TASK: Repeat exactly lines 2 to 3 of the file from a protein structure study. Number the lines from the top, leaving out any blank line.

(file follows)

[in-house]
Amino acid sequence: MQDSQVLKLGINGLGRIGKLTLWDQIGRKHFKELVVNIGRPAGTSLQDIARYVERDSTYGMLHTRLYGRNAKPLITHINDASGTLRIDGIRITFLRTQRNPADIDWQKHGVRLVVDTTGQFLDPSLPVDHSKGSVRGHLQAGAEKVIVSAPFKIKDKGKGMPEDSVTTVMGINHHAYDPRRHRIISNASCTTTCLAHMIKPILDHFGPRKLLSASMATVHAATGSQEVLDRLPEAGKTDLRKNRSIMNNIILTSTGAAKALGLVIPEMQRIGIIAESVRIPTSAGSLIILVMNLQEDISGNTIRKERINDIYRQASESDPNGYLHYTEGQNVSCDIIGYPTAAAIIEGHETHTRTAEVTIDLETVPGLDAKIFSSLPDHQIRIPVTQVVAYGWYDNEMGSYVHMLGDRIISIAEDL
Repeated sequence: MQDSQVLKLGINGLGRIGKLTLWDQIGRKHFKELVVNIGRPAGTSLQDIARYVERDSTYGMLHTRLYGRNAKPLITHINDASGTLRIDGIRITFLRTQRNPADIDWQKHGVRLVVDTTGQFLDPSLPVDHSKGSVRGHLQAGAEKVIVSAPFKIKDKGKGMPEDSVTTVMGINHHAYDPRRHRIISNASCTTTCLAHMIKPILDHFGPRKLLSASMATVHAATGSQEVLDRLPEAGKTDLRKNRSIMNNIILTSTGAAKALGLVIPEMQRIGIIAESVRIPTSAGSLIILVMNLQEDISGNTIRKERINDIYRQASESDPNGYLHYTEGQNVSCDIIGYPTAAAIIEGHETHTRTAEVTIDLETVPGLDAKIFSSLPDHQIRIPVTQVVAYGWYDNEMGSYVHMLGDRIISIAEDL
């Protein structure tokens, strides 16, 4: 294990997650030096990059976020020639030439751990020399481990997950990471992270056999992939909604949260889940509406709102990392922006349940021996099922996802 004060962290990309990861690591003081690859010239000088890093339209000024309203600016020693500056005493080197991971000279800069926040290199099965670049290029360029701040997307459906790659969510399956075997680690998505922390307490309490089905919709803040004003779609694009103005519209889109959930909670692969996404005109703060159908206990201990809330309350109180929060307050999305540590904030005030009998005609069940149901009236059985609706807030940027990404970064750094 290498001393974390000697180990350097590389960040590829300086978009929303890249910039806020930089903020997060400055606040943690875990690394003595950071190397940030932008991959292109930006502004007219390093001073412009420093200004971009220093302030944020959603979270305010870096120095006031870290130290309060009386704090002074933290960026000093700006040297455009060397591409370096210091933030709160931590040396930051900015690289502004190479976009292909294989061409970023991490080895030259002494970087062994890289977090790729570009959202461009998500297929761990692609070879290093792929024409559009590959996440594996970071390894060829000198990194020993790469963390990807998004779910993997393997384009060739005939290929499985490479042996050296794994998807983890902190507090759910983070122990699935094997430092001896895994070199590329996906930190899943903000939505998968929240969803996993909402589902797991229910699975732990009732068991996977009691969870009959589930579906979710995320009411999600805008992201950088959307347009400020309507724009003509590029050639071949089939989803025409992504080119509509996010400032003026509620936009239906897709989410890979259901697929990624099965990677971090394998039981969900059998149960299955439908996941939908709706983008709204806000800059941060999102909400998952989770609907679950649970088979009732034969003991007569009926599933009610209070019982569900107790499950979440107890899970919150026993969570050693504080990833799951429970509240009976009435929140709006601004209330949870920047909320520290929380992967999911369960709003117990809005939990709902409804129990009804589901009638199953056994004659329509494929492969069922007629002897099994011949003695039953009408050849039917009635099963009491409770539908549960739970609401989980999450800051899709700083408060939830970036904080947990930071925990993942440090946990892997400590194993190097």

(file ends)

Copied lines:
Amino acid sequence: MQDSQVLKLGINGLGRIGKLTLWDQIGRKHFKELVVNIGRPAGTSLQDIARYVERDSTYGMLHTRLYGRNAKPLITHINDASGTLRIDGIRITFLRTQRNPADIDWQKHGVRLVVDTTGQFLDPSLPVDHSKGSVRGHLQAGAEKVIVSAPFKIKDKGKGMPEDSVTTVMGINHHAYDPRRHRIISNASCTTTCLAHMIKPILDHFGPRKLLSASMATVHAATGSQEVLDRLPEAGKTDLRKNRSIMNNIILTSTGAAKALGLVIPEMQRIGIIAESVRIPTSAGSLIILVMNLQEDISGNTIRKERINDIYRQASESDPNGYLHYTEGQNVSCDIIGYPTAAAIIEGHETHTRTAEVTIDLETVPGLDAKIFSSLPDHQIRIPVTQVVAYGWYDNEMGSYVHMLGDRIISIAEDL
Repeated sequence: MQDSQVLKLGINGLGRIGKLTLWDQIGRKHFKELVVNIGRPAGTSLQDIARYVERDSTYGMLHTRLYGRNAKPLITHINDASGTLRIDGIRITFLRTQRNPADIDWQKHGVRLVVDTTGQFLDPSLPVDHSKGSVRGHLQAGAEKVIVSAPFKIKDKGKGMPEDSVTTVMGINHHAYDPRRHRIISNASCTTTCLAHMIKPILDHFGPRKLLSASMATVHAATGSQEVLDRLPEAGKTDLRKNRSIMNNIILTSTGAAKALGLVIPEMQRIGIIAESVRIPTSAGSLIILVMNLQEDISGNTIRKERINDIYRQASESDPNGYLHYTEGQNVSCDIIGYPTAAAIIEGHETHTRTAEVTIDLETVPGLDAKIFSSLPDHQIRIPVTQVVAYGWYDNEMGSYVHMLGDRIISIAEDL